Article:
By contrast, only 1.7 percent of women said they would only date a shorter man — a conveniently similar figure to the 1.3 percent of men who say they would only date a taller woman.Before you go critiquing women’s picky and primitive mating choices, I’d like to point you in the direction of abundant research that suggests that men choose female partners based on their waist-to-hip ratio.But there’s a bigger issue here — maybe you’ve already spotted it, John: Men tend to be taller than women anyway.Is it really so surprising that only 7.5 percent of heterosexual couples don’t include a man who is taller than a woman? The Dutch researchers checked this by seeing what would happen if they assigned couples together at random.
Plus, navigating the world of dating is already a mess, so being on an extreme end of any physical spectrum doesn't exactly make it any easier.
Wanting to measure the height difference in existing couples (as opposed to people’s preferences for a partner — we’ll come to those later), researchers in the Netherlands used survey data from 12,502 couples who were the parents to babies born in the U. Men taller than women might be the norm, but you can see how many outliers there are and how far out they’re lying when you take a closer look at the data.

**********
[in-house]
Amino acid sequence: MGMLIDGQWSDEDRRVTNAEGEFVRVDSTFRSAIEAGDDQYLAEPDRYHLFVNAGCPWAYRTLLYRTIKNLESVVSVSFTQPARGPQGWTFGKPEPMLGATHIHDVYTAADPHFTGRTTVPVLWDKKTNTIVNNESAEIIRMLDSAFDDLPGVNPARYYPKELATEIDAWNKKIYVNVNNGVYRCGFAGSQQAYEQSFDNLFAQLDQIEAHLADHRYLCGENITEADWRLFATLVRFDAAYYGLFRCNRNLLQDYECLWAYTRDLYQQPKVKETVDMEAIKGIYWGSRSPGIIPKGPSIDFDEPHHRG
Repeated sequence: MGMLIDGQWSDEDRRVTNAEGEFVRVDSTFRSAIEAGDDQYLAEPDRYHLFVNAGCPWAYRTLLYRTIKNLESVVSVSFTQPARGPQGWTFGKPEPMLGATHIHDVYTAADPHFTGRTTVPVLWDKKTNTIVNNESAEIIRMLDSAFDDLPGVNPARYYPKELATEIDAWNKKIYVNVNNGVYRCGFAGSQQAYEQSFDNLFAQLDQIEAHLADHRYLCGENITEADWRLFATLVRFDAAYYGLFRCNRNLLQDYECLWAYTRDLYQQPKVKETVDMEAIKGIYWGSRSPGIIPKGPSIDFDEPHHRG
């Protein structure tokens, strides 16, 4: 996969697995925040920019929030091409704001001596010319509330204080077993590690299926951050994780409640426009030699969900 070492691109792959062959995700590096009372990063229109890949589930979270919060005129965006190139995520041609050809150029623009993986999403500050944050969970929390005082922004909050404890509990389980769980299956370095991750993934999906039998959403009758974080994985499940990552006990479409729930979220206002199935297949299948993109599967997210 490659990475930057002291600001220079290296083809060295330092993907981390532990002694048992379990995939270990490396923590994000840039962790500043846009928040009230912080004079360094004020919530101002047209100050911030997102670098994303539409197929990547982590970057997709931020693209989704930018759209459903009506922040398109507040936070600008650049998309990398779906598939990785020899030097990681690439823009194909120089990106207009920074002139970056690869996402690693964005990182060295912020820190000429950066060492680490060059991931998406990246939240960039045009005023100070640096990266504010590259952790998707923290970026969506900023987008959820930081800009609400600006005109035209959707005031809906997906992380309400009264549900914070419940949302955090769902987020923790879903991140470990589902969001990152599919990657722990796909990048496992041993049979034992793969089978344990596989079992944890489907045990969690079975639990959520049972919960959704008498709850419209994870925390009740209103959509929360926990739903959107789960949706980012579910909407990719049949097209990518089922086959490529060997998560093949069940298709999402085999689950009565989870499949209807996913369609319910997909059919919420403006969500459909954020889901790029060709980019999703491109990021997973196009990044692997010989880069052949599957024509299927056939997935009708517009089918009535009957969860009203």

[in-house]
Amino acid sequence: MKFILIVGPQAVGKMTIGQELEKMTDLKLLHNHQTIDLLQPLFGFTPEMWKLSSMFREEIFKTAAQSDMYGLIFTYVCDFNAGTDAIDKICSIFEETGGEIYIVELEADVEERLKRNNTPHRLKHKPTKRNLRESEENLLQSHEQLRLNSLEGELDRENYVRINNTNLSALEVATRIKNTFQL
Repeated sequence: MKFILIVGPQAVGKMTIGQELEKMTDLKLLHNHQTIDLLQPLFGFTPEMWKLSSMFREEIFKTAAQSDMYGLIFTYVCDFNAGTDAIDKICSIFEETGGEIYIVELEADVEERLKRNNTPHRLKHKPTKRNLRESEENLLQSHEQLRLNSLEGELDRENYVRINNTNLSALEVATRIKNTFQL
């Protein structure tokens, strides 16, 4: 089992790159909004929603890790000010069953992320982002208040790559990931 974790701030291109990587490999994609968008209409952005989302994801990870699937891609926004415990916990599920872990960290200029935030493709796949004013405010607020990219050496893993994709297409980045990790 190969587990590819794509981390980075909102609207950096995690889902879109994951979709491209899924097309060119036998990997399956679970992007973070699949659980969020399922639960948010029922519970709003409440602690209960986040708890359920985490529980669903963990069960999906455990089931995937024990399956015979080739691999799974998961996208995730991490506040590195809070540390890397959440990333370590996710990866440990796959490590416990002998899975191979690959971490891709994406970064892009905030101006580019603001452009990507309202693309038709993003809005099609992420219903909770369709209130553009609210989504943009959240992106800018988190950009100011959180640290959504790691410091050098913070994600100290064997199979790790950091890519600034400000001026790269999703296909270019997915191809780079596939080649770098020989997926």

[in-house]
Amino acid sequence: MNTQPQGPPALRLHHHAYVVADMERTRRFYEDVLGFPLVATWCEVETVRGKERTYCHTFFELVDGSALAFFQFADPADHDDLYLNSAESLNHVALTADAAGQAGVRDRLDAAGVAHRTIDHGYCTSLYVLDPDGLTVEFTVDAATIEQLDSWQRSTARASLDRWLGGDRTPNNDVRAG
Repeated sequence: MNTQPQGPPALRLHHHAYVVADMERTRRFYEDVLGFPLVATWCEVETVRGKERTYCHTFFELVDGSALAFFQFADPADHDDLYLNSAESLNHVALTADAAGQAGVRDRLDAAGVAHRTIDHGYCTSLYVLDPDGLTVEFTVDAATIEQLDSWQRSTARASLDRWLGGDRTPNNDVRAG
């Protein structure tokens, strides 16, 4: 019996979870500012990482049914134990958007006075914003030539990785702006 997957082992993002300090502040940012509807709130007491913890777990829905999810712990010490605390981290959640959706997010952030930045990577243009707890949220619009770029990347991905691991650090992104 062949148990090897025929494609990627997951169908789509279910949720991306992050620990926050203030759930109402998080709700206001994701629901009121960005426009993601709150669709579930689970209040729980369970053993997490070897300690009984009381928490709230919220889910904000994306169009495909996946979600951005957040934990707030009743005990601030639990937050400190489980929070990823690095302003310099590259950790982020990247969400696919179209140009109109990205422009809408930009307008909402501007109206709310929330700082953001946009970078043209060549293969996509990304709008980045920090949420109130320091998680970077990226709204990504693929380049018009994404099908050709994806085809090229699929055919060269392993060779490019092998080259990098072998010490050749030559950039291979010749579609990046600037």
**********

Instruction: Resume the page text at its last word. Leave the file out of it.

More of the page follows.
Just 3.4 percent of couples were of the same height, and in 4.1 percent of couples, the woman was taller than the man.
In 2009, the Panel Study of Income Dynamics, a survey of more than 5,000 families by the University of Michigan, found that 92.2 percent of men were taller than their spouses (in 1986, that figure was 92.7 percent). First, they’re only based on couples with children.
Despite that similarity, the findings from the study of U. Second, because height is related to ethnicity, the researchers only included white couples in their findings. Setting aside metaphysical questions about love, the researchers found that height is correlated with education, and there’s evidence that people choose partners based on their education level.